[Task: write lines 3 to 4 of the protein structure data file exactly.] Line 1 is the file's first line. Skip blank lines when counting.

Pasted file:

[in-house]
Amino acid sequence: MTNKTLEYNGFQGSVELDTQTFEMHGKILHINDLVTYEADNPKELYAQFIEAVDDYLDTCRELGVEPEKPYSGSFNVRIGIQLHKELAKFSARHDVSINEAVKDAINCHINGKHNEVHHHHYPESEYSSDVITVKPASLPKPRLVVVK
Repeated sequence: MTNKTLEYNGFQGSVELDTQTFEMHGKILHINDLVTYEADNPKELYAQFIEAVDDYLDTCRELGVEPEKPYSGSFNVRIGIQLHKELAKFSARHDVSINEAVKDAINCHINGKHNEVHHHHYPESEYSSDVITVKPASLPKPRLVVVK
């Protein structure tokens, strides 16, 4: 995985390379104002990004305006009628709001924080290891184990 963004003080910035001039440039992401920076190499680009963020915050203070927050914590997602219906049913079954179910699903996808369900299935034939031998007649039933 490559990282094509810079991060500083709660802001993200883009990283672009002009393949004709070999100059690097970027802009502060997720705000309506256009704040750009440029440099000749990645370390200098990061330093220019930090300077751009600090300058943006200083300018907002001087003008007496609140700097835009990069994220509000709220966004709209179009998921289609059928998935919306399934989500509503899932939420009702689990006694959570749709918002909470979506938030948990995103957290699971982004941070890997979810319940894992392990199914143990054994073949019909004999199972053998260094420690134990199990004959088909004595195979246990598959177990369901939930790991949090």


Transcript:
Repeated sequence: MTNKTLEYNGFQGSVELDTQTFEMHGKILHINDLVTYEADNPKELYAQFIEAVDDYLDTCRELGVEPEKPYSGSFNVRIGIQLHKELAKFSARHDVSINEAVKDAINCHINGKHNEVHHHHYPESEYSSDVITVKPASLPKPRLVVVK
């Protein structure tokens, strides 16, 4: 995985390379104002990004305006009628709001924080290891184990 963004003080910035001039440039992401920076190499680009963020915050203070927050914590997602219906049913079954179910699903996808369900299935034939031998007649039933 490559990282094509810079991060500083709660802001993200883009990283672009002009393949004709070999100059690097970027802009502060997720705000309506256009704040750009440029440099000749990645370390200098990061330093220019930090300077751009600090300058943006200083300018907002001087003008007496609140700097835009990069994220509000709220966004709209179009998921289609059928998935919306399934989500509503899932939420009702689990006694959570749709918002909470979506938030948990995103957290699971982004941070890997979810319940894992392990199914143990054994073949019909004999199972053998260094420690134990199990004959088909004595195979246990598959177990369901939930790991949090």